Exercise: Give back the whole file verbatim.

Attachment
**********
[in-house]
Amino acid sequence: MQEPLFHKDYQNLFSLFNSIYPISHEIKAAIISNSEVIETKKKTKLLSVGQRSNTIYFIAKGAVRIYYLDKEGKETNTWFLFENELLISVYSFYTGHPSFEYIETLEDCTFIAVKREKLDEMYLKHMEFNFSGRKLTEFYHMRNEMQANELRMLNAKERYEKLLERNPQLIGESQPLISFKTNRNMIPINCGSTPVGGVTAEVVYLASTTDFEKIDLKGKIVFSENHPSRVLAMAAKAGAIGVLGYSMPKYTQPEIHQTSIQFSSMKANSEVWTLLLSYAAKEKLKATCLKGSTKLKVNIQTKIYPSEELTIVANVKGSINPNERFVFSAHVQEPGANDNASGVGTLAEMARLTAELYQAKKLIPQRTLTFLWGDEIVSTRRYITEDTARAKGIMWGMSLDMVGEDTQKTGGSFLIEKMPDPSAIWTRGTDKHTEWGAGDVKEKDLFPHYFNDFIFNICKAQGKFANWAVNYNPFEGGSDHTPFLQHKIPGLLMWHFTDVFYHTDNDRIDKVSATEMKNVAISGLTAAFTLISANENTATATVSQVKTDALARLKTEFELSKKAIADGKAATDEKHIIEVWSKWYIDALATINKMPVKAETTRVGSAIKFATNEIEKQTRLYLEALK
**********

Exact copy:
[in-house]
Amino acid sequence: MQEPLFHKDYQNLFSLFNSIYPISHEIKAAIISNSEVIETKKKTKLLSVGQRSNTIYFIAKGAVRIYYLDKEGKETNTWFLFENELLISVYSFYTGHPSFEYIETLEDCTFIAVKREKLDEMYLKHMEFNFSGRKLTEFYHMRNEMQANELRMLNAKERYEKLLERNPQLIGESQPLISFKTNRNMIPINCGSTPVGGVTAEVVYLASTTDFEKIDLKGKIVFSENHPSRVLAMAAKAGAIGVLGYSMPKYTQPEIHQTSIQFSSMKANSEVWTLLLSYAAKEKLKATCLKGSTKLKVNIQTKIYPSEELTIVANVKGSINPNERFVFSAHVQEPGANDNASGVGTLAEMARLTAELYQAKKLIPQRTLTFLWGDEIVSTRRYITEDTARAKGIMWGMSLDMVGEDTQKTGGSFLIEKMPDPSAIWTRGTDKHTEWGAGDVKEKDLFPHYFNDFIFNICKAQGKFANWAVNYNPFEGGSDHTPFLQHKIPGLLMWHFTDVFYHTDNDRIDKVSATEMKNVAISGLTAAFTLISANENTATATVSQVKTDALARLKTEFELSKKAIADGKAATDEKHIIEVWSKWYIDALATINKMPVKAETTRVGSAIKFATNEIEKQTRLYLEALK